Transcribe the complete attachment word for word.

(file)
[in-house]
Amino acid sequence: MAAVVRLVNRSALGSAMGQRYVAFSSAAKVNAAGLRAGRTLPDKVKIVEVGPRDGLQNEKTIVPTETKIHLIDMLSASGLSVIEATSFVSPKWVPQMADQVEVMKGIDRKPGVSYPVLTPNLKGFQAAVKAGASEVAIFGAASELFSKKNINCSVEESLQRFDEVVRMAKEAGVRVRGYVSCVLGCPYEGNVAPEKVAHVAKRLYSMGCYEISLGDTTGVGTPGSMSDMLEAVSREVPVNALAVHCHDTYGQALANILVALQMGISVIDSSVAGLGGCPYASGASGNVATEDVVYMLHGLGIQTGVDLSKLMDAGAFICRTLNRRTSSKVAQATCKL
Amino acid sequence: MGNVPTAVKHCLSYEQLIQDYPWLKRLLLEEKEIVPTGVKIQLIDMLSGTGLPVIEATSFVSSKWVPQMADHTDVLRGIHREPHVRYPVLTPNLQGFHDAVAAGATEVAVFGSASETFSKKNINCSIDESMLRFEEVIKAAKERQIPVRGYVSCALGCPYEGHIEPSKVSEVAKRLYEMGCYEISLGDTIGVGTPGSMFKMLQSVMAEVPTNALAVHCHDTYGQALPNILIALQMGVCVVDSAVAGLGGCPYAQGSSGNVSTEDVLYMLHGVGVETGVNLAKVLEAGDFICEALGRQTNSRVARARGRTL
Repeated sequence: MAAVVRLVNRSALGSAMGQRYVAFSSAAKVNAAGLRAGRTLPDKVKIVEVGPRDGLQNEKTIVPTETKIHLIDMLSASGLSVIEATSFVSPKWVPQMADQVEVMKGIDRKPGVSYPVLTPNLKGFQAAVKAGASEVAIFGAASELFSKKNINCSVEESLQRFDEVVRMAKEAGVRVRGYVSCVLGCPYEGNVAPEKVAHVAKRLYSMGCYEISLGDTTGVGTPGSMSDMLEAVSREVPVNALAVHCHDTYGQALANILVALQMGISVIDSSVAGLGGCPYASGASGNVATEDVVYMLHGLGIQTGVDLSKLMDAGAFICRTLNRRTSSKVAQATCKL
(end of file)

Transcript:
[in-house]
Amino acid sequence: MAAVVRLVNRSALGSAMGQRYVAFSSAAKVNAAGLRAGRTLPDKVKIVEVGPRDGLQNEKTIVPTETKIHLIDMLSASGLSVIEATSFVSPKWVPQMADQVEVMKGIDRKPGVSYPVLTPNLKGFQAAVKAGASEVAIFGAASELFSKKNINCSVEESLQRFDEVVRMAKEAGVRVRGYVSCVLGCPYEGNVAPEKVAHVAKRLYSMGCYEISLGDTTGVGTPGSMSDMLEAVSREVPVNALAVHCHDTYGQALANILVALQMGISVIDSSVAGLGGCPYASGASGNVATEDVVYMLHGLGIQTGVDLSKLMDAGAFICRTLNRRTSSKVAQATCKL
Amino acid sequence: MGNVPTAVKHCLSYEQLIQDYPWLKRLLLEEKEIVPTGVKIQLIDMLSGTGLPVIEATSFVSSKWVPQMADHTDVLRGIHREPHVRYPVLTPNLQGFHDAVAAGATEVAVFGSASETFSKKNINCSIDESMLRFEEVIKAAKERQIPVRGYVSCALGCPYEGHIEPSKVSEVAKRLYEMGCYEISLGDTIGVGTPGSMFKMLQSVMAEVPTNALAVHCHDTYGQALPNILIALQMGVCVVDSAVAGLGGCPYAQGSSGNVSTEDVLYMLHGVGVETGVNLAKVLEAGDFICEALGRQTNSRVARARGRTL
Repeated sequence: MAAVVRLVNRSALGSAMGQRYVAFSSAAKVNAAGLRAGRTLPDKVKIVEVGPRDGLQNEKTIVPTETKIHLIDMLSASGLSVIEATSFVSPKWVPQMADQVEVMKGIDRKPGVSYPVLTPNLKGFQAAVKAGASEVAIFGAASELFSKKNINCSVEESLQRFDEVVRMAKEAGVRVRGYVSCVLGCPYEGNVAPEKVAHVAKRLYSMGCYEISLGDTTGVGTPGSMSDMLEAVSREVPVNALAVHCHDTYGQALANILVALQMGISVIDSSVAGLGGCPYASGASGNVATEDVVYMLHGLGIQTGVDLSKLMDAGAFICRTLNRRTSSKVAQATCKL